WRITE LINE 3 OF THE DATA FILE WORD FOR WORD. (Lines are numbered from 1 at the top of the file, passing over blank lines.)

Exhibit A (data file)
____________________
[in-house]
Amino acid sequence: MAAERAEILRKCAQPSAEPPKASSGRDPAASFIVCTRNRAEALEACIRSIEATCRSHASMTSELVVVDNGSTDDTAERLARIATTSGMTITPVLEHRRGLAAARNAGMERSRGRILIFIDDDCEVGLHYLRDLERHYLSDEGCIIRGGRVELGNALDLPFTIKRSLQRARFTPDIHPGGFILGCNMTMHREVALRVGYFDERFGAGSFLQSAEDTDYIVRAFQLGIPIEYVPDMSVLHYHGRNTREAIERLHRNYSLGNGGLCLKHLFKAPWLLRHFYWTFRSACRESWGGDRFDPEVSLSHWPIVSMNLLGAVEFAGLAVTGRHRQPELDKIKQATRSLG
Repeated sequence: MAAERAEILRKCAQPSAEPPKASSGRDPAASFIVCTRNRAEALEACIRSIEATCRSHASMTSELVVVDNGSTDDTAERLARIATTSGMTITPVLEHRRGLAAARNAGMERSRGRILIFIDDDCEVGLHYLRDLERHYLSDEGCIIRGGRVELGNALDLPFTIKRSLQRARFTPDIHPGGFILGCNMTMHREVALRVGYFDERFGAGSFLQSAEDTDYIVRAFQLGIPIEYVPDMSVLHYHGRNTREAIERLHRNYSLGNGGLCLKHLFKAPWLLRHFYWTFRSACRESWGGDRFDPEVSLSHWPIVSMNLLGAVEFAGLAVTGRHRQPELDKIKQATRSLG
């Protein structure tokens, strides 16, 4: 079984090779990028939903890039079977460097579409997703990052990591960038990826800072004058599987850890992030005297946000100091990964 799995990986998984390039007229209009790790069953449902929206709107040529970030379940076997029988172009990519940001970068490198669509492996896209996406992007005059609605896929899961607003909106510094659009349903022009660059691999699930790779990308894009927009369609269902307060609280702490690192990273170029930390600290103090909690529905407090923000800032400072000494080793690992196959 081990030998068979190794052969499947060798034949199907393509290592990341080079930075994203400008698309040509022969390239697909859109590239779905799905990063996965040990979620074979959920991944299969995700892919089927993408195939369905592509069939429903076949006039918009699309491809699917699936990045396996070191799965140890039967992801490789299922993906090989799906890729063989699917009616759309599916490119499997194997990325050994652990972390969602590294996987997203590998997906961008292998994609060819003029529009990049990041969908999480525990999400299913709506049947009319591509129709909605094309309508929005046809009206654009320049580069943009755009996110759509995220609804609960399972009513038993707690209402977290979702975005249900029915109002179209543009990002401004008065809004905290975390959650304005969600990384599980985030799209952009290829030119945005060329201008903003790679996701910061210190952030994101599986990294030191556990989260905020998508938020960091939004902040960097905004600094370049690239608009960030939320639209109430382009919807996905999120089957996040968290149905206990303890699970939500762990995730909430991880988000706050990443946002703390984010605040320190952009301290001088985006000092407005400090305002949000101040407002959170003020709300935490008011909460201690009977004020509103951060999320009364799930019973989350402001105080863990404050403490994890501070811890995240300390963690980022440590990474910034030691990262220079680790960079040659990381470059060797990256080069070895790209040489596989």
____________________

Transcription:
Repeated sequence: MAAERAEILRKCAQPSAEPPKASSGRDPAASFIVCTRNRAEALEACIRSIEATCRSHASMTSELVVVDNGSTDDTAERLARIATTSGMTITPVLEHRRGLAAARNAGMERSRGRILIFIDDDCEVGLHYLRDLERHYLSDEGCIIRGGRVELGNALDLPFTIKRSLQRARFTPDIHPGGFILGCNMTMHREVALRVGYFDERFGAGSFLQSAEDTDYIVRAFQLGIPIEYVPDMSVLHYHGRNTREAIERLHRNYSLGNGGLCLKHLFKAPWLLRHFYWTFRSACRESWGGDRFDPEVSLSHWPIVSMNLLGAVEFAGLAVTGRHRQPELDKIKQATRSLG